In 1962, Kenichi Horie, a 23-year-old Japanese adventurer, sailed from Osaka to San Francisco and became the first person to sail solo across the Pacific Ocean. In Kodoku, Horie’s story is retold in a children’s book, written by William Emery and beautifully illustrated by Hanae Rivera.
In Kodoku, young Kenichi grows from a boy dreamer to a man, compelled to endure the hardships of the sea to achieve his goal. It is the journey that drives the young Kenichi. The journey begins with a battle with a typhoon, and eventually finds its rhythm with a sense of Kenichi accepting the ocean, its vastness, power, and beauty.
Hanae Rivera’s illustrations are vivid and muscular, reflecting Kenichi’s transformation from boy to a man. The images of the ocean are reminiscent of Hokusai wood block prints of waves, capturing the beauty and power of the sea. Through Rivera’s art, the ocean emerges as the main character in this story, the one that offers a full range of emotion to Kenichi’s journey: fear, hope, sadness, grace, joy.
In reviewing this children’s book, I read Kodoku to my 3-year-old son, Milo. At first, I thought Kodoku might be too abstract and scary for a 3-year-old. The idea of the ocean as an unforgiving monster, vast and all-powerful, might be difficult to understand for a child with limited exposure to the sea. (Our trips to the sea coast mean sand castles and gentle waves, and the sharks in the aquarium live in big tanks.) But Milo was rapt with this book. He asked me to read it again and again. The passage that captured his attention most was the following, after Kenichi survives the typhoon:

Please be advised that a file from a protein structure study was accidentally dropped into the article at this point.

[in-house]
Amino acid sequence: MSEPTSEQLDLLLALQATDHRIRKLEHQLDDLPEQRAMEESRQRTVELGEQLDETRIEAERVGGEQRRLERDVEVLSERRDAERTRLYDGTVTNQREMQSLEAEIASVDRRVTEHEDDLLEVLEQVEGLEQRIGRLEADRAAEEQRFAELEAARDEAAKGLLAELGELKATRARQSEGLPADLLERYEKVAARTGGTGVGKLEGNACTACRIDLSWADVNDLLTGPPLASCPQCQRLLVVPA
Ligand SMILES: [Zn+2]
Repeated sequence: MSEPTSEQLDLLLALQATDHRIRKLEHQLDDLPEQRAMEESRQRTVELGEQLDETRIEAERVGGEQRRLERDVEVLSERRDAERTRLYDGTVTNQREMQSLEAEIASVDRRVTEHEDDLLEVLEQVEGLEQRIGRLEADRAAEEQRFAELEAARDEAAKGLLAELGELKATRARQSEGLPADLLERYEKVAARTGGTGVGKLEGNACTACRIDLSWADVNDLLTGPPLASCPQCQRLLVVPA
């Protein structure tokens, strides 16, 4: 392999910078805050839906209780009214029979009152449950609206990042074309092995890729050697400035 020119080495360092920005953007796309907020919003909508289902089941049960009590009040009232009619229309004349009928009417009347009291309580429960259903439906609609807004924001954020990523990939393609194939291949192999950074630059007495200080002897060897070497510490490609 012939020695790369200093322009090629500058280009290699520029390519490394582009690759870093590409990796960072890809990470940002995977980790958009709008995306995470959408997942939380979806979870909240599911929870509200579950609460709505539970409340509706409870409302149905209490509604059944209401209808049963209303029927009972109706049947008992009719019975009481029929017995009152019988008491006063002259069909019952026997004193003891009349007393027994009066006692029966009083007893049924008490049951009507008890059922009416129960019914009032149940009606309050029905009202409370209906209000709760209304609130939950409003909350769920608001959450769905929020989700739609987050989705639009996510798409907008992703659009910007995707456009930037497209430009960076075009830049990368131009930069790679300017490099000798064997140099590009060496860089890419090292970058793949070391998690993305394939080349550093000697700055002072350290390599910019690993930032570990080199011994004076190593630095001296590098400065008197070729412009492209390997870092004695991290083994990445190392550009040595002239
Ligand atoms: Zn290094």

The ocean and the sky were bright and new and calm, but Kenichi could not see them. He sat huddled in a shadow. He had been so scared, but there were no arms to hold him, no eyes to warm him, no voice but his own. He cried out: Kodoku—the cry of loneliness. The Kenichi breathes evenly. He mended the little things the typhoon had broken. A porthole.The sail. His courage.
“What’s courage?” Milo asked.
Hmmm. How does one explain courage to a 3-year-old? Mommy does the best she can. “Courage is when you do the right thing, even when you’re afraid,” I said. “Kenichi was very scared after the big typhoon, but he kept sailing across the ocean. He didn’t give up.”
Milo considered this for a moment, then nodded tentatively. I tried to come up with examples of courage in his own young life: his first day of pre-school, going down a slide by himself, learning to jump into a pool. Tiny steps of courage in his young journey.
Frankly, I don’t know if Milo understood the word “courage.” Certainly, very few of us will ever truly understand Kenichi Horie’s courage to sail across the Pacific. But to me, it’s the mark of a good story that inspires questions about a human virtue such as courage. The fact that this book managed to do so in my 3-year-old son is worthy of note.
In the end, Milo also loved the fact that Kenichi catches fish with his bare hands and makes friends with whales. The jellyfish were pretty cool too. And for the record, when Kenichi sails into San Francisco, the Golden Gate Bridge isn’t gold, it’s orange.
Sabina Chen reads, writes, and chases after her toddler in New Hampshire.